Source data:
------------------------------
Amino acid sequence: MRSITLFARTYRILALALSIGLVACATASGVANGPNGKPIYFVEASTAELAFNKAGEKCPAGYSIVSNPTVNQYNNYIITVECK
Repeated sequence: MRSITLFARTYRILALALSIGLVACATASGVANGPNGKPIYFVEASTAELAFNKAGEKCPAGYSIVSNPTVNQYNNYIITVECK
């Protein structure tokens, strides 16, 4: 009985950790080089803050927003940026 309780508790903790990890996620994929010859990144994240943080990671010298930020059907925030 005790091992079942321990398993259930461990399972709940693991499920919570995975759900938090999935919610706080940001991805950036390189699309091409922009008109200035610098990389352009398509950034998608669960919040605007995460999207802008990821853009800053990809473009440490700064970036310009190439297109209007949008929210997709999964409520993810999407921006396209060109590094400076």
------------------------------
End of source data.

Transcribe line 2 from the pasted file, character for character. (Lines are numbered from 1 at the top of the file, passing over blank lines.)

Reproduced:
Repeated sequence: MRSITLFARTYRILALALSIGLVACATASGVANGPNGKPIYFVEASTAELAFNKAGEKCPAGYSIVSNPTVNQYNNYIITVECK